Next you should communicate your policy on SSL to the web browsers so they can do the right thing for the users, there are several ways for you to do this:

  1. Set the HTTP Strict-Transport-Security (HSTS) header for your pages this will tell the browsers to require SSL on your site.
  2. Request that your site be added to the HTTPS Everywhere Rule list.
  3. Request that your site be added to the Preloaded HSTS list in Google Chrome.
  4. If you are a larger site you can also request that Google “pin” your web server’s public keys to your domain.

These things will not eliminate these risks but it does help, especially for those using browsers that support HSTS (Chrome and Firefox as of today) or those that are using plugins like HTTPS Everywhere and NoScript.

As for the last two, they are clearly Chrome specific but it represents about 32% of the browser market today and as such is worth paying attention to.


Additional Resources

How to Deploy HTTPS Correctly


Redirecting HTTP to HTTPS in IIS

So you have been using SSL on your IIS 7.5 or greater server for some time now; to get here you had to do a few things:

  1. You scrubbed your site content to ensure all URLs are using their relative form, e.g. “src=’//images\image.png” or explicitly reference the use of HTTPS.
  2. You have tested for certificate and SSL related problems like mixed content, appropriately tagging cookies as secure.
  3. You have ensured that you follow the best practices guidance for SSL server configuration and verified you get an A on  SSLLabs.

Are you done? Not yet there are a few things left for you to do, the most obvious being redirecting all traffic to the SSL version of your site!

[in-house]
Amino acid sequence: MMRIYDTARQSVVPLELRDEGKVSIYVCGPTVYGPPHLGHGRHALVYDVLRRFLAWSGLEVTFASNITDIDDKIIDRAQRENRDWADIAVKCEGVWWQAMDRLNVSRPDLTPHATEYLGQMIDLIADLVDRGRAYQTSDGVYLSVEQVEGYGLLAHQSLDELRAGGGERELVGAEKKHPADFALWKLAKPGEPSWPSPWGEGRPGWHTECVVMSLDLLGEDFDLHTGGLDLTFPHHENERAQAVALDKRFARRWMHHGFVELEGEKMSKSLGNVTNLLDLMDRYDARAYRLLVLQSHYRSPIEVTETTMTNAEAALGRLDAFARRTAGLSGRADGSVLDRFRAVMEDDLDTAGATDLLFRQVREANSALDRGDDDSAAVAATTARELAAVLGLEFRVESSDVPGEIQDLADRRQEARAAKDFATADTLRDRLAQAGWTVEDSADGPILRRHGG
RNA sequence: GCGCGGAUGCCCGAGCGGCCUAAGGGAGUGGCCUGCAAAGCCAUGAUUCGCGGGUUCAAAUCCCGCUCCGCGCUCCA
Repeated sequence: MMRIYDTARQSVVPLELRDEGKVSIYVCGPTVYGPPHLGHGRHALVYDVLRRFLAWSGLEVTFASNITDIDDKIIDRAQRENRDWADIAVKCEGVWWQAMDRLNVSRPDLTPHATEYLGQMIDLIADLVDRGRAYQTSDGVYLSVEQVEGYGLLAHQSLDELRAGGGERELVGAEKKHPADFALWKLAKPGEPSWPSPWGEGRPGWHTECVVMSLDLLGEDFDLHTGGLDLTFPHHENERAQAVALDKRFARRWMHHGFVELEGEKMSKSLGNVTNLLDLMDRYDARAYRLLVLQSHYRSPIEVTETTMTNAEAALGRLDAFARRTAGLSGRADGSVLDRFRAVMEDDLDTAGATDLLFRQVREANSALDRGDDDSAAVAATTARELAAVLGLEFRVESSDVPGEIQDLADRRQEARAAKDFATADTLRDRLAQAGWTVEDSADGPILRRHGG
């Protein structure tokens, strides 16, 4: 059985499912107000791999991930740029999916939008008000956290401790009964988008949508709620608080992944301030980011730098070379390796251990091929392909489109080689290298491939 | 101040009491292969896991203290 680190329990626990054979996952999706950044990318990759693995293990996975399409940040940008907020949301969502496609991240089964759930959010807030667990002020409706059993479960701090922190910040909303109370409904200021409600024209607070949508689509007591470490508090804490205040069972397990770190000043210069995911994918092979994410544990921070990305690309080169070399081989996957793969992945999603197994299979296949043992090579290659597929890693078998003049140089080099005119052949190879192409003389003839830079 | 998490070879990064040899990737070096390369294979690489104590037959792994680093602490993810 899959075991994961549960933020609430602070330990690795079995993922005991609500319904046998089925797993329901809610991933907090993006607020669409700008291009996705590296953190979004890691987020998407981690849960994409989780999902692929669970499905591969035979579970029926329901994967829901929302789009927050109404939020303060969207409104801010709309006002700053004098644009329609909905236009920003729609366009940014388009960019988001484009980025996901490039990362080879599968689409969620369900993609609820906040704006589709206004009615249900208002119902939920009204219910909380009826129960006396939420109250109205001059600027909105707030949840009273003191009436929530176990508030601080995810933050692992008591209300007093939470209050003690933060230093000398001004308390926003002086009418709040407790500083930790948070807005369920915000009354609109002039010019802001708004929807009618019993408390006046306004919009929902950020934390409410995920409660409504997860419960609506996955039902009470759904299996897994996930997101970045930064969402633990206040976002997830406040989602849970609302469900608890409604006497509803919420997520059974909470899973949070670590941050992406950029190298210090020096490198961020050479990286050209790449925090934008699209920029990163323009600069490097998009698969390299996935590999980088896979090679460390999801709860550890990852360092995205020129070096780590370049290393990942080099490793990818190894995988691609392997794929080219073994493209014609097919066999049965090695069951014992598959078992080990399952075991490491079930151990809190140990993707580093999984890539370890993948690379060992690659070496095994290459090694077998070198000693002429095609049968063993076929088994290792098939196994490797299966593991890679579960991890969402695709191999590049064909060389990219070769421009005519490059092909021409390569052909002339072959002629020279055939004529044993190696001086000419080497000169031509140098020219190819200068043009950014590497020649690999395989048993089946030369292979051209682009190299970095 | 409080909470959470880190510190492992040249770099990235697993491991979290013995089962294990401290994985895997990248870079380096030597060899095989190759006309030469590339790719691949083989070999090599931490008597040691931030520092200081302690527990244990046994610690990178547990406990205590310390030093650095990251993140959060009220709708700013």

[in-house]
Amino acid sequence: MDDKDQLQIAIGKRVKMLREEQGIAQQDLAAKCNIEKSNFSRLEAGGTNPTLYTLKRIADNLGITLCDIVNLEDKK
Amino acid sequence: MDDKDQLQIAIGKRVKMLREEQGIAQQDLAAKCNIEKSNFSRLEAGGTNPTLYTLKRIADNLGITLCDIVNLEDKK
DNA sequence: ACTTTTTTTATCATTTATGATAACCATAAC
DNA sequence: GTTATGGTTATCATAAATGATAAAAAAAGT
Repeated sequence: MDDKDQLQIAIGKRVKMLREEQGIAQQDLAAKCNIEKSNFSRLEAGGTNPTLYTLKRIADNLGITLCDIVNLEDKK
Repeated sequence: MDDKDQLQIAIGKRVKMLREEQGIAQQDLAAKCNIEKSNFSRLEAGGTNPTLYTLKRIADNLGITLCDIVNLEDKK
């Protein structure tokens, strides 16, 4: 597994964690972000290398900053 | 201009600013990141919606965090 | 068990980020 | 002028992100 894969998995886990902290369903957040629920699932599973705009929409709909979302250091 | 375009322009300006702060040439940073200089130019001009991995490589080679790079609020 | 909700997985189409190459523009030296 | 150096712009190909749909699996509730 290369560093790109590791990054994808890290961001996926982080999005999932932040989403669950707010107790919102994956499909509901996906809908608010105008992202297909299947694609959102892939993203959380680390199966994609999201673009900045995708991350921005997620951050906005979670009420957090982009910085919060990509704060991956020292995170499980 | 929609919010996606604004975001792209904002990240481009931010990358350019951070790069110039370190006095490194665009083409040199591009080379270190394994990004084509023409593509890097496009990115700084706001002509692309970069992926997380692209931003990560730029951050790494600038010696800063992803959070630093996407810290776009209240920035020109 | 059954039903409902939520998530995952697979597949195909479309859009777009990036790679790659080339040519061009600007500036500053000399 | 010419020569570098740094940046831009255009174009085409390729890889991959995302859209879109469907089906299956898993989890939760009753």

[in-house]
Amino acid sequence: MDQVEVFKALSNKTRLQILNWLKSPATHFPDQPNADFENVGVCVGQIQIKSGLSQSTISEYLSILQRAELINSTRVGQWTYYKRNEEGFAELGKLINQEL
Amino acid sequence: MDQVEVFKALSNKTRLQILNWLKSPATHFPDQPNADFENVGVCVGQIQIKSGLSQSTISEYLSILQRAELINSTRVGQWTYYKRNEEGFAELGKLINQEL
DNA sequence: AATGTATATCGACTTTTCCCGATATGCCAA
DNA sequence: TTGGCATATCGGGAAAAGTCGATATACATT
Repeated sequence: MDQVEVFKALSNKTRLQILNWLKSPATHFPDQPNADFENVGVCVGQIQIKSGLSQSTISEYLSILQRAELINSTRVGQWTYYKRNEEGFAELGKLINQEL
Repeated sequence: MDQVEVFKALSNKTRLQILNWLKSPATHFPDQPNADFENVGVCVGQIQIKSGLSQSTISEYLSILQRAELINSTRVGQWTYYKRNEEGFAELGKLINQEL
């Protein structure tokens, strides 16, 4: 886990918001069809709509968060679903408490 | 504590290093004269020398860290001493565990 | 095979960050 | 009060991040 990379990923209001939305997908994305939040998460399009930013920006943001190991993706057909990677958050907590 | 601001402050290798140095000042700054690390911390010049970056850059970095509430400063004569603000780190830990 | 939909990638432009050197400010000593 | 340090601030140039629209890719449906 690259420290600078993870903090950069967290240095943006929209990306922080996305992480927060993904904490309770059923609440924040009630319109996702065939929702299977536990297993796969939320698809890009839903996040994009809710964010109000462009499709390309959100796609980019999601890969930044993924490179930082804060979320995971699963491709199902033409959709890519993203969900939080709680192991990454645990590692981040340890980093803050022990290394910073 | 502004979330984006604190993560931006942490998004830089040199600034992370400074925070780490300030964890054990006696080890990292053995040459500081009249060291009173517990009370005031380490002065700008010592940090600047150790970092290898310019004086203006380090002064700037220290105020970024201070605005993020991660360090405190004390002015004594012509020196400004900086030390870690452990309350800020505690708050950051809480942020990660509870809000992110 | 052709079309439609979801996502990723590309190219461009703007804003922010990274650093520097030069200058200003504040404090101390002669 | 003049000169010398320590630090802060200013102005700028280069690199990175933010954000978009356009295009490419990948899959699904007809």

This is easy enough to accomplish but before you do so you should probably monitor your CPU usage during your peak so to ensure you have some headroom. This isn’t likely to be a problem as most web-servers are not CPU bound but it’s always good to check.

Once you know you are OK then it’s just a matter of deciding which approach to use, you have two choices:

  1. Dynamically rewriting via code in your ASPX pages
  2. Using the IIS URL Rewrite  module

If you are familiar with the IIS configuration you’re probably asking yourself what about the “Require secure channel (SSL)” option in the IIS MMC? Unfortunately this doesn’t do redirecting it only requires the use of SSL on a given site/folder/file.

So how do you decide which approach to use? The answer to that question is dependent on both your environment and personal preference.

For example if 100% of your site is ASPX based (no static HTML), you have your code structured so that there is a common include and you are not already using the URL Rewrite module I would use method one based on KB239875.

I suspect that these conditions will not be met for most people so let’s focus on method two, using the URL Rewrite  module.

This approach has a number of benefits, for one having this module allows you to leverage remapping for other purposes also for example maintaining old links that have SEO value. From a security standpoint it’s also a good approach as it keeps this decision one of policy that is enforced in a central place.

To use the URL rewrite approach you will need to do the following:


1. Install the URL Rewrite module (x86, x64).

2. Add a rule to rewrite all HTTP URLs to HTTPS.

a. Open your “web.config” with your favorite editor.

b. Find the “configuration\system.webserver\rewrite\rules” section.

c. Add the following text block:

<rule name=”Redirect to HTTPS” stopProcessing=”true”>

<match url=”(.*)” />


<add input=”{HTTPS}” pattern=”^OFF$” />


<action type=”Redirect” url=”https://{HTTP_HOST}/{R:1}” redirectType=”Permanent” />


3. Restart IIS.

Now just go to your website over HTTP and you will see you are redirected to the HTTPS instance of the site.



Additional Resources

IIS Rewrite Module Configuration Reference

10 URL Rewriting Tips and Tricks

Automatically redirect HTTP requests to HTTPS on IIS7 using URL Rewrite 2.0